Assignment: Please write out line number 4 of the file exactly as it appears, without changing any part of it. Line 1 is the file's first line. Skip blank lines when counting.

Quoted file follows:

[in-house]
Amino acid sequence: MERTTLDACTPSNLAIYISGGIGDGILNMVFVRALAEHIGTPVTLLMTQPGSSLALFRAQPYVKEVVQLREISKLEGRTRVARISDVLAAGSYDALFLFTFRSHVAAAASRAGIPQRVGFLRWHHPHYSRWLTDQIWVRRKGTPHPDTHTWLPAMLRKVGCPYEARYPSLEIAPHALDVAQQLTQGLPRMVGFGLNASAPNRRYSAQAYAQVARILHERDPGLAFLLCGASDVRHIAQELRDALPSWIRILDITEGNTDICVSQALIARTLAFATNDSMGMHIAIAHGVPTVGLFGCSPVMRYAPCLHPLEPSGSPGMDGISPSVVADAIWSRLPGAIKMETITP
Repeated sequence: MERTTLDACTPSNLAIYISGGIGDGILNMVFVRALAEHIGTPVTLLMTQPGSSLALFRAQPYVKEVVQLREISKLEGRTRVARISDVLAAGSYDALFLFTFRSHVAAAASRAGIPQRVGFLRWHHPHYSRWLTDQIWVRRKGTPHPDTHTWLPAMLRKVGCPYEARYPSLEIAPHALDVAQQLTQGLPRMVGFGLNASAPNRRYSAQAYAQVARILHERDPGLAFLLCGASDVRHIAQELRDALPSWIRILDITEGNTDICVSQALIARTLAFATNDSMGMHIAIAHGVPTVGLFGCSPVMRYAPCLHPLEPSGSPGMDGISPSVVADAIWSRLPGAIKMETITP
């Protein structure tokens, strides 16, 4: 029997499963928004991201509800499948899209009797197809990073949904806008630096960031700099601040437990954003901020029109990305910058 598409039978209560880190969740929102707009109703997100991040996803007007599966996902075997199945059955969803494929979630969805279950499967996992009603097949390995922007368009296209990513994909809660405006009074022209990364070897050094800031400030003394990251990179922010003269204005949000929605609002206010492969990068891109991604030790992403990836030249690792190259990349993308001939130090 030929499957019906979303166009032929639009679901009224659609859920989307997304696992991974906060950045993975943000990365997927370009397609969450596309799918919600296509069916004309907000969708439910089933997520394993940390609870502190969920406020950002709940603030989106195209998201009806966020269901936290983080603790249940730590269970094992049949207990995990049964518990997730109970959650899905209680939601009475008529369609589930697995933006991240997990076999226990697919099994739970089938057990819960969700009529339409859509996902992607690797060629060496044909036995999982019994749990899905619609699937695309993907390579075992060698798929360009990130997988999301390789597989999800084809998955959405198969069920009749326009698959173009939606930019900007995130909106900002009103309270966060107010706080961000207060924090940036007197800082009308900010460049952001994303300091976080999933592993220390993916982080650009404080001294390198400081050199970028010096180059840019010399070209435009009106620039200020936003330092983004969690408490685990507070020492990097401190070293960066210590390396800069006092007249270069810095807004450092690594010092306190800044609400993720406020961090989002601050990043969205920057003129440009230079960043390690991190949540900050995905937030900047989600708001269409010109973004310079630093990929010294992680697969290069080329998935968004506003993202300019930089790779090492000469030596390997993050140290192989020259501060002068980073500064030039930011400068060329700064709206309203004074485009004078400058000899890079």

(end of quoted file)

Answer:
């Protein structure tokens, strides 16, 4: 029997499963928004991201509800499948899209009797197809990073949904806008630096960031700099601040437990954003901020029109990305910058 598409039978209560880190969740929102707009109703997100991040996803007007599966996902075997199945059955969803494929979630969805279950499967996992009603097949390995922007368009296209990513994909809660405006009074022209990364070897050094800031400030003394990251990179922010003269204005949000929605609002206010492969990068891109991604030790992403990836030249690792190259990349993308001939130090 030929499957019906979303166009032929639009679901009224659609859920989307997304696992991974906060950045993975943000990365997927370009397609969450596309799918919600296509069916004309907000969708439910089933997520394993940390609870502190969920406020950002709940603030989106195209998201009806966020269901936290983080603790249940730590269970094992049949207990995990049964518990997730109970959650899905209680939601009475008529369609589930697995933006991240997990076999226990697919099994739970089938057990819960969700009529339409859509996902992607690797060629060496044909036995999982019994749990899905619609699937695309993907390579075992060698798929360009990130997988999301390789597989999800084809998955959405198969069920009749326009698959173009939606930019900007995130909106900002009103309270966060107010706080961000207060924090940036007197800082009308900010460049952001994303300091976080999933592993220390993916982080650009404080001294390198400081050199970028010096180059840019010399070209435009009106620039200020936003330092983004969690408490685990507070020492990097401190070293960066210590390396800069006092007249270069810095807004450092690594010092306190800044609400993720406020961090989002601050990043969205920057003129440009230079960043390690991190949540900050995905937030900047989600708001269409010109973004310079630093990929010294992680697969290069080329998935968004506003993202300019930089790779090492000469030596390997993050140290192989020259501060002068980073500064030039930011400068060329700064709206309203004074485009004078400058000899890079």